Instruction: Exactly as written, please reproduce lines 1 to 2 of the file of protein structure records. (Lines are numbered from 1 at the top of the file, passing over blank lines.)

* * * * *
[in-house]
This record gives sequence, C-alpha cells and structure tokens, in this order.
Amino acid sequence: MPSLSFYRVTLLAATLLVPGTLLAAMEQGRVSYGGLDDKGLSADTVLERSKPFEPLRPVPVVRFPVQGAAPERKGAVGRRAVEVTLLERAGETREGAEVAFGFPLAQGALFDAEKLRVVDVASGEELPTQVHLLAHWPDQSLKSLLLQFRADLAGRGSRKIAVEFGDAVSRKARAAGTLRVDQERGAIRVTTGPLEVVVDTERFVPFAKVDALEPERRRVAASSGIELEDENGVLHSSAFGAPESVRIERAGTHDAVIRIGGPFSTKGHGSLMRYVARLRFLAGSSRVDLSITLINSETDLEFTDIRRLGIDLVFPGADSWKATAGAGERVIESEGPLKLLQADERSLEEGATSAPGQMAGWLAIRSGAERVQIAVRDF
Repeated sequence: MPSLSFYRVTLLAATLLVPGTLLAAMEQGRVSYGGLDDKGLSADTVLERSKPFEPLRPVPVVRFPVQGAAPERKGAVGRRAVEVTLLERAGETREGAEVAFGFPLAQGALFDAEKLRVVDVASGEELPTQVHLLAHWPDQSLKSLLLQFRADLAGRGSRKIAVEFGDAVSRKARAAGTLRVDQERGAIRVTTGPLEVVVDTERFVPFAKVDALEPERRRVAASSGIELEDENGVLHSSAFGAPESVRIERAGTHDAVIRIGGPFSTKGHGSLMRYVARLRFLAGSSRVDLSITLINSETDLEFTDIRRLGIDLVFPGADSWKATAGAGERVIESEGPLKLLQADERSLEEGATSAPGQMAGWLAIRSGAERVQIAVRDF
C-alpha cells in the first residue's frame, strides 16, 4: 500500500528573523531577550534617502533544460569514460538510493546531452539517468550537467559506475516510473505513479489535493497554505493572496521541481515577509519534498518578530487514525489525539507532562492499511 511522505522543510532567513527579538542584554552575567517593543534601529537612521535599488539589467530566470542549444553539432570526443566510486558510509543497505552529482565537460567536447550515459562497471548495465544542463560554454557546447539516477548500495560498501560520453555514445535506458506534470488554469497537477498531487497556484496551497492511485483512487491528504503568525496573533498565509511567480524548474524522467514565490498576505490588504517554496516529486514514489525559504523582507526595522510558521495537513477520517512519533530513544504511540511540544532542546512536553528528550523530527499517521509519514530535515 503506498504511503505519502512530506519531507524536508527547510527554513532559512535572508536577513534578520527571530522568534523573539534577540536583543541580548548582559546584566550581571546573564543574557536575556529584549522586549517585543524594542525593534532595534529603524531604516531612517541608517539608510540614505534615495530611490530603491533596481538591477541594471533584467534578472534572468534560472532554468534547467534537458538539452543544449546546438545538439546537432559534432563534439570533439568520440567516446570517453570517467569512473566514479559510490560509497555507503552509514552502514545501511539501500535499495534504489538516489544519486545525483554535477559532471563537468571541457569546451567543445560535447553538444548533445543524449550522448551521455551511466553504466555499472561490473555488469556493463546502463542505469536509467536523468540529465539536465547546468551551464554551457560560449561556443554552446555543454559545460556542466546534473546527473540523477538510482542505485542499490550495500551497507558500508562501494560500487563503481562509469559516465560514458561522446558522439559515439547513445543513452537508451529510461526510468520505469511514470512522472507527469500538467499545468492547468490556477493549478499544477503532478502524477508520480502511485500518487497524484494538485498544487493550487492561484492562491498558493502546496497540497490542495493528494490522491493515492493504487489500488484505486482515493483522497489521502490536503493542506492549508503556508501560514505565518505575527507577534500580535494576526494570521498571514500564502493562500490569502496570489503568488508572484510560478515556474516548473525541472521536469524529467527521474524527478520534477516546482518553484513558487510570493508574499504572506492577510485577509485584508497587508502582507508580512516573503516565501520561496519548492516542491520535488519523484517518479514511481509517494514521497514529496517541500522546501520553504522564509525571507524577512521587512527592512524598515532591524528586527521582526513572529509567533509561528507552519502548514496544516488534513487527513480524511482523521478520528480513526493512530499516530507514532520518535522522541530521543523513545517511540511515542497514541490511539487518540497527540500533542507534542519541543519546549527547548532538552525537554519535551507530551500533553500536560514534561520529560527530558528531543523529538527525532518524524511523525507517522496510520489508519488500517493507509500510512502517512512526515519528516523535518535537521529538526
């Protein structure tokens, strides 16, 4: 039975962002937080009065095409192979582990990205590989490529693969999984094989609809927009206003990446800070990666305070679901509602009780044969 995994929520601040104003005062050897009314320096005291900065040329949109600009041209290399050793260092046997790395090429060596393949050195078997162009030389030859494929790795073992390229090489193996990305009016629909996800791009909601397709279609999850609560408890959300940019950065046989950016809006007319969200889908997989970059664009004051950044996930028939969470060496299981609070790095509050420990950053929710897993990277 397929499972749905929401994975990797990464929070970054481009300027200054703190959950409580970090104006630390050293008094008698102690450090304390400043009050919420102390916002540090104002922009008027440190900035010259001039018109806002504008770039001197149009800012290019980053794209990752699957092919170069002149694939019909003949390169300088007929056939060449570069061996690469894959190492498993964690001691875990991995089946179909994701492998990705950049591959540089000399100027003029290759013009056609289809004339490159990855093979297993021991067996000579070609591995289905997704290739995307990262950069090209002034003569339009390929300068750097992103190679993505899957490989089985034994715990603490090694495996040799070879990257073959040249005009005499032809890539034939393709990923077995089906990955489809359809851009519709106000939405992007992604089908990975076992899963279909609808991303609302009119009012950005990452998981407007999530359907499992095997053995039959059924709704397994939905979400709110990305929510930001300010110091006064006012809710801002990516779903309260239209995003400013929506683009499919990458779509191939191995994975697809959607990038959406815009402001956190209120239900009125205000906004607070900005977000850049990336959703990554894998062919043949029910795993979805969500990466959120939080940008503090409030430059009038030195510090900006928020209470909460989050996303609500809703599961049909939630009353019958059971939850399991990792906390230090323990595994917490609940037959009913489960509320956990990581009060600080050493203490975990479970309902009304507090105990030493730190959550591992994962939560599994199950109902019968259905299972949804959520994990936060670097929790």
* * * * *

[in-house]
This record gives sequence, C-alpha cells and structure tokens, in this order.